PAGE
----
In Uzhhorod and Mukachevo

The damages to Jewish life are visible in the Transcarpathian towns of Uzhhorod and Mukachevo: synagogues used for other purposes than worship, a destroyed cemetery and the missing Jewish presence in public life due to mass deportation and extermination under Hungarian and German rule and later Sovietization. Nevertheless, there are rays of hope. In both towns we found functioning synagogues, active communities and well maintained cemeteries.

The former Orthodox synagogue of of Uzhhorod belongs to the most beautiful in Ukraine – a proud building in moorish style, now a theater. Just around the corner a former yeshiva is situated, the former Neolog and Hasidic synagogues are in a walking distance. Another former synagogue can be found in the Radvanka neighborhood. Hidden in a backyard of Mukachevskaia Street a former private synagogue is now the center of the present Jewish community. Marla, Jay, Vasyl and I were warmly welcomed by the rabbi. Preparations for Pesach were in full swing when we arrived. Vegetables and fish was cleaned for the Seder dinner, wine and more food unpacked.

Our experience in Mukachevo was similar. The local synagogue is within the former court of the Munkach rebbe. Most of the buildings were transformed to an extent, the former function became invisible. But community life recovered after the collapse of the Soviet Union – with active support from abroad, mainly from America, where the descendants of the Munkach rebbe live. Also here we were warmly welcomed.

Mukachevo’s old Jewish cemetery was nearly fully destroyed in the Soviet periode. The community managed to move about hundred tombstones to a new cemetery next to the Christian cemetery near the neighboring willage of Koropets. The old cemetery offers now a strange view: symbolic tombstones and memorials cover a huge field.

The Jewish cemetery in Uzhhorod belongs to the most spectacular heritage sites in the region – not only because of its size and the quality of stone carving. There is a special aura, which can hardly be described but has to be felt.

A bit earlier than expected we returned to our hotel – our heads full of thoughts. Tomorrow our trip continues, we will head further west.

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8 thoughts on “In Uzhhorod and Mukachevo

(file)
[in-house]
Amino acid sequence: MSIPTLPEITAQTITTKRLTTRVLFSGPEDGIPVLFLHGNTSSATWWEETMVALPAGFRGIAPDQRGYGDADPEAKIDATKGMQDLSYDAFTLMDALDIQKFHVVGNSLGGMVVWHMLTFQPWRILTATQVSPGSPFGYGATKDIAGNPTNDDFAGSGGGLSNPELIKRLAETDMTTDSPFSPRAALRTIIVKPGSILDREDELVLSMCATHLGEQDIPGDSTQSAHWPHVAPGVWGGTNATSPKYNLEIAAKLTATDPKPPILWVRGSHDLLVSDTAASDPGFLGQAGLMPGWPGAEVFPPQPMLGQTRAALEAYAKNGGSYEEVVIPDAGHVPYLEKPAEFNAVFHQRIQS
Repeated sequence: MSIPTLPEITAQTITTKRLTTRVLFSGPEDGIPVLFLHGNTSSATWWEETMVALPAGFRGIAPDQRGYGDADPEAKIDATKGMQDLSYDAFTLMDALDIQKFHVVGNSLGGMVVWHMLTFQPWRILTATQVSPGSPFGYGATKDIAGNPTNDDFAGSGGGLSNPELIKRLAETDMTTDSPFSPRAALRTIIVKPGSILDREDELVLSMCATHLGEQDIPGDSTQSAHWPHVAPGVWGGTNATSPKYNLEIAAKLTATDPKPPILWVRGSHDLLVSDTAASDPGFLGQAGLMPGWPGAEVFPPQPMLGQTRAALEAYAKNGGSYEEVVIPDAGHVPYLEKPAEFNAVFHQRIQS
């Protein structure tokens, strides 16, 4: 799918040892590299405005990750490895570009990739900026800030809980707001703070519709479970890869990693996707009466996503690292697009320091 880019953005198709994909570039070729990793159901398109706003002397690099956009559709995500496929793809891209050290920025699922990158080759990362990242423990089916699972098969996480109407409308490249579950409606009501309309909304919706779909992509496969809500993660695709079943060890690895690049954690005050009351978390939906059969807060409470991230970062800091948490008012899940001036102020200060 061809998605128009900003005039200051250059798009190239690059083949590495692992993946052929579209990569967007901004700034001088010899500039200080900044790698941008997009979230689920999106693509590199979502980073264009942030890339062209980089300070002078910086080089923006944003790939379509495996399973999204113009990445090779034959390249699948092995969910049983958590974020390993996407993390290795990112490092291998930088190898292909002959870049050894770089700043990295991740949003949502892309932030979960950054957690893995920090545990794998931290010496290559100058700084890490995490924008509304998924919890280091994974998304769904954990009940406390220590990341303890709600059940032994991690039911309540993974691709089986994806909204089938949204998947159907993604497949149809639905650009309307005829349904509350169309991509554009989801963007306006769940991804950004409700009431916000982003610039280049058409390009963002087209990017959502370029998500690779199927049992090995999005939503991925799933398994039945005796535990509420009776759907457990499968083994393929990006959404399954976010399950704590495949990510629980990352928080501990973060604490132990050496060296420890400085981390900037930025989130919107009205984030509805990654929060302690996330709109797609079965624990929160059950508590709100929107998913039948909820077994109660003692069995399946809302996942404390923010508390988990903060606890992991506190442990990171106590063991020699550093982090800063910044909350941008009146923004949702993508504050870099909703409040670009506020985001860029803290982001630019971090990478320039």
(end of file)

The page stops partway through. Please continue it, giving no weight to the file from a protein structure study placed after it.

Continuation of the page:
1. Christian, This is not the first time we are writing to tell you how invaluable your journey and blogs are. This time this is Uzhhorod and Mukachevo. It is great to hear that there are living communities in both towns. That’s kind of an answer to the tragedy of the Holocaust. Isn’t it?

  2. Very interesting posts — thank you for sharing. My father came from Uzhorod — his father passed away in 1938 so perhaps he is buried in that cemetery. Do you know if there is anyway to research that?

  3. Very interesting posts and thank you for sharing, do you know the current street name in Mukacheve (Munkatch) of the previous name “the Yiddish Gasse” (the Jewish street) ? My late mother used to live there before the war.

    • Dear Itzhak, Thank you for your kind words! I imagine the street was called “Jüdische Gasse” or “Judengasse” when the town was still part of Austria-Hungary and often the old names were used for a long time by the residents – even when the official name was changed decades ago. I don’t know the location or the present name of the street but the above mentioned versions may help you to find it in other online resources.

  4. Hello! I am currently on a trip through Eastern Europe and will be in munkatcz/Mukachevo this Saturday. I’ve scoured the internet for contact info for the old Jewish cemetery, where my family is buried, but I have had little luck. Would you be able to give me any contacts or point me in the direction of that information? Thank you!

    א גוטן,
    אליהו

    P.s. Love the blog and photography

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